1. Do not choose a lawyer that simply tells you what you want to hear.
Choose a lawyer who is honest with you about your case, even if the truth is contrary to what you expected or hoped. This is important because once you are aware of the truth about your case, and not a sugar-coated version of how the law applies to your situation, you can make the best decisions for your family. In order to best achieve your goals, you must make informed decisions based on an accurate set of facts.
2. Choose a lawyer who asks the right questions.
After inquiring about an attorney, they should arrange an initial consultation to learn more about your case. Ensure that during this first meeting, they ask both necessary questions to get an overview of your situation, as well as about what you want. Essential questions include: names, ages of the parties, ages of the children, employment history, a list of assets - both separate and marital, the parties' present living situation, the general demeanor and attitudes of their spouse, and a general schedule of the children's routine. But in addition to this information, they must ask about your goals and what you would like to see result from the case. For, in order to best advocate for your interests, your attorney must understand what your desired outcomes are.
3. It is crucial to hire an attorney who is not afraid to litigate in court.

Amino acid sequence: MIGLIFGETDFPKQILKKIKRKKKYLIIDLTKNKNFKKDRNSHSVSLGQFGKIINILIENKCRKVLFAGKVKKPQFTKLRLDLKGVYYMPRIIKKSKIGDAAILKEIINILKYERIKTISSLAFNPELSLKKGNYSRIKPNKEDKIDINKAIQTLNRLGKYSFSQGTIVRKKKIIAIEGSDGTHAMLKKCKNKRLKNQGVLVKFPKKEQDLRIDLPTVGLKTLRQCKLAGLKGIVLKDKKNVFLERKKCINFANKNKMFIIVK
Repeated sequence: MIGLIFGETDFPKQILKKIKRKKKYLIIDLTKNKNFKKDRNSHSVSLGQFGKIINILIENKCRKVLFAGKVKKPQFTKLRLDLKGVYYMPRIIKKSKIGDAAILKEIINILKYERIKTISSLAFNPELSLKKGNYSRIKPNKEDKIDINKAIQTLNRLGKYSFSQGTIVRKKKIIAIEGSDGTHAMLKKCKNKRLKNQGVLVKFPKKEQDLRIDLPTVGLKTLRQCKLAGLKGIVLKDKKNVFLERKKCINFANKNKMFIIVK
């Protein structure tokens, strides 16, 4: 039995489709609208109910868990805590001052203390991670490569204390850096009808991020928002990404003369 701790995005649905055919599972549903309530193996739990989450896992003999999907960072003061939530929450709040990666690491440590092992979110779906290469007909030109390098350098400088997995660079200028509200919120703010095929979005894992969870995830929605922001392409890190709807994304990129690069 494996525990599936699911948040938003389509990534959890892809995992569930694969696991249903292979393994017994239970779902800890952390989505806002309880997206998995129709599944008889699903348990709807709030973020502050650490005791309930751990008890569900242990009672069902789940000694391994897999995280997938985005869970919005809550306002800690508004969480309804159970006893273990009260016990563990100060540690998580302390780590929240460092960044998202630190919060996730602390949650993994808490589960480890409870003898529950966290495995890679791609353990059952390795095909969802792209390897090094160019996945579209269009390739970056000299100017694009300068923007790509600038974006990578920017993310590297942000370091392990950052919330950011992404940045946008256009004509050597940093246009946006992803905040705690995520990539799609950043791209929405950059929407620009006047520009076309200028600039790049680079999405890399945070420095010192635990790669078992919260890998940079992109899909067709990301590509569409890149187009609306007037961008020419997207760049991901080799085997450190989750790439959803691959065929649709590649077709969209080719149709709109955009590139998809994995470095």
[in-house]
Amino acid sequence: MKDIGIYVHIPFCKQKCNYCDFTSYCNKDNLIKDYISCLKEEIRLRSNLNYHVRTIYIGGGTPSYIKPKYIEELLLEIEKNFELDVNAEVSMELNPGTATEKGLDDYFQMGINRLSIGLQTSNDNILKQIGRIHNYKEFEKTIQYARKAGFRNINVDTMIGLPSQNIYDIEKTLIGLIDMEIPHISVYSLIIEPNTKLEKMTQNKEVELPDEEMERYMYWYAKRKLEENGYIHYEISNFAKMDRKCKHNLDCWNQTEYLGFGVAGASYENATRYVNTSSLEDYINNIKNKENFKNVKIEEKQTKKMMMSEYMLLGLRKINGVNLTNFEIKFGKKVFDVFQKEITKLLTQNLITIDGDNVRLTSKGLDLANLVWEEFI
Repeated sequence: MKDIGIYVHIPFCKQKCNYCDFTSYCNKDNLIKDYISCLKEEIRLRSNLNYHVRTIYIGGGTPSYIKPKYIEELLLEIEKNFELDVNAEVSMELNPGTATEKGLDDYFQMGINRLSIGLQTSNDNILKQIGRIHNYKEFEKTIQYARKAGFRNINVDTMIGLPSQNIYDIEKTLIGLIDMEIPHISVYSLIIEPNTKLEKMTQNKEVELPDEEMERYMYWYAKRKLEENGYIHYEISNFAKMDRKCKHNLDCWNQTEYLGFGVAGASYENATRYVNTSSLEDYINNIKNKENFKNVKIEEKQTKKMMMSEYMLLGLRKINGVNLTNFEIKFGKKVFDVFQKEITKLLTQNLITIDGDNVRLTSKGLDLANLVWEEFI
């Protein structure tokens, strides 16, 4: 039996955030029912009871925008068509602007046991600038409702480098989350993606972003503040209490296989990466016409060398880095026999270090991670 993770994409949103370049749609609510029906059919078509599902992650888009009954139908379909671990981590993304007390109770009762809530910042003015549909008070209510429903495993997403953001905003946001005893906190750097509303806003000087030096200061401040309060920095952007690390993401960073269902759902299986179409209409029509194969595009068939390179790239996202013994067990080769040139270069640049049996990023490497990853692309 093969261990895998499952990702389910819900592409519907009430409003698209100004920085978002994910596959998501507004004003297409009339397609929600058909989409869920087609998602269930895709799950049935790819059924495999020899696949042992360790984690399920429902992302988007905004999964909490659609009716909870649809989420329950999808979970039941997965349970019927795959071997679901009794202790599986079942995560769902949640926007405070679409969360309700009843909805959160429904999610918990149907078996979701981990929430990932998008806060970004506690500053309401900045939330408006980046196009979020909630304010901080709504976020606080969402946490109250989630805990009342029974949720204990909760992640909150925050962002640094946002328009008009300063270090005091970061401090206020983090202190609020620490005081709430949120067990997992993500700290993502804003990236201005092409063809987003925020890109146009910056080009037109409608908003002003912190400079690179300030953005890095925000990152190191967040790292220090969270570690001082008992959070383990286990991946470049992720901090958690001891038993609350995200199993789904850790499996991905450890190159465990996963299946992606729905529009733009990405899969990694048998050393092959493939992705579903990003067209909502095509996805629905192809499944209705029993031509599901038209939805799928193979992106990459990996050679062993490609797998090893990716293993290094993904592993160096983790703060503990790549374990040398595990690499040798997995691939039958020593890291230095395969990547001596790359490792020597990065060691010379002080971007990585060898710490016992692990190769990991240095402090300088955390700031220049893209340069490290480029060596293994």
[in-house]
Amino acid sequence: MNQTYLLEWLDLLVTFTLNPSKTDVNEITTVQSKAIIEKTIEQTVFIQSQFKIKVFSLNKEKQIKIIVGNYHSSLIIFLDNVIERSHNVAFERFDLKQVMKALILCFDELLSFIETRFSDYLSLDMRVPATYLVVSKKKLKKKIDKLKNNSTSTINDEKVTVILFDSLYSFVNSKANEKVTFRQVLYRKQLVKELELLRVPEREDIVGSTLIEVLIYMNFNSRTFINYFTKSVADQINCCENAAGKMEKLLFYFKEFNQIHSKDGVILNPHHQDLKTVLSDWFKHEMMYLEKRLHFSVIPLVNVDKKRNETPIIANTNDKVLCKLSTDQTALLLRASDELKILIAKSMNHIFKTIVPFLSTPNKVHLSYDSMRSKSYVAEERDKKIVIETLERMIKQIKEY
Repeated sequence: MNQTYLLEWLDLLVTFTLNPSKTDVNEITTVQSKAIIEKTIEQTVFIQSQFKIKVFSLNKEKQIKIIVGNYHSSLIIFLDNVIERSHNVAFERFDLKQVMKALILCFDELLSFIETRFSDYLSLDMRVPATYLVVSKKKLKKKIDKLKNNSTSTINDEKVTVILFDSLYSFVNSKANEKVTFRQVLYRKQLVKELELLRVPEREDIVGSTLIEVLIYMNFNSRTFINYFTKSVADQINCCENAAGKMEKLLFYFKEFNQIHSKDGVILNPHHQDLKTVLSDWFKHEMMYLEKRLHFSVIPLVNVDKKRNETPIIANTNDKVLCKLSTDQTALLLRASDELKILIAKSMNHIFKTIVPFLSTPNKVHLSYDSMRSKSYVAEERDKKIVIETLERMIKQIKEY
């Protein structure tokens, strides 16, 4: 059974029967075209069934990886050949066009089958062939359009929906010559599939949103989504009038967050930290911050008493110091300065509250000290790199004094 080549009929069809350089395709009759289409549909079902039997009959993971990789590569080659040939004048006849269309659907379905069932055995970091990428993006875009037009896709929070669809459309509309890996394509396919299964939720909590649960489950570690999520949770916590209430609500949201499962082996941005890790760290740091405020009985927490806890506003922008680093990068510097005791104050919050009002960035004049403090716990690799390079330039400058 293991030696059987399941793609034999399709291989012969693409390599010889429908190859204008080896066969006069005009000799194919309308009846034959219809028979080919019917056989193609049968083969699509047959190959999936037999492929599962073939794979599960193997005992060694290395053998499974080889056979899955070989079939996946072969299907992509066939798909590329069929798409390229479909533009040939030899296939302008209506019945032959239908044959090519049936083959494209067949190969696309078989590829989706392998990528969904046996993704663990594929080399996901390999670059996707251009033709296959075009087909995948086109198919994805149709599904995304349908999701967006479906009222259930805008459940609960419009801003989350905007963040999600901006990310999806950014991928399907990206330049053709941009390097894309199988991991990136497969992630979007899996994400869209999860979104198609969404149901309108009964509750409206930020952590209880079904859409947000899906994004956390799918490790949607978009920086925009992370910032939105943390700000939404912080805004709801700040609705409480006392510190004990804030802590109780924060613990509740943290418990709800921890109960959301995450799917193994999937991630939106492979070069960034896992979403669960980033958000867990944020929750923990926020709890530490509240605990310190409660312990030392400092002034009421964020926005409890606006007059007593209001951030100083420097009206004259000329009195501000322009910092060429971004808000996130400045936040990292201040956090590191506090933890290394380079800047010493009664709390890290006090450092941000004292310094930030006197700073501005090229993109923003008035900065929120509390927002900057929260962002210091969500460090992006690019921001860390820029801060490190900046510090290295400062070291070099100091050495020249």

The courtroom is a critical bargaining venue, so if you have a lawyer who is not prepared to appear before a judge, you maintain little bargaining power. Moreover, you do not want a lawyer who will merely acquiesce to a judge's demands or to those of your spouse's lawyer; you need an attorney who is prepared to stand up to a judge and fight back to protect your best interests.
4. Look for a lawyer who does not aim to be your therapist.
Divorce raises some of the most difficult emotional issues divorcing parties may ever face. A clear-minded lawyer is critical in order to ensure that rational decisions are made despite the highly emotional nature of divorce cases. It is important to hire an attorney who both provides clear-headed support to guide your decision-making, as well as one who does not let your relationship shift from attorney-client to therapist-patient. Some lawyers allow clients to call numerous times a day to discuss their feelings about their case, but this causes clients to pay huge legal bills for emotional-support services that their attorney should not be providing.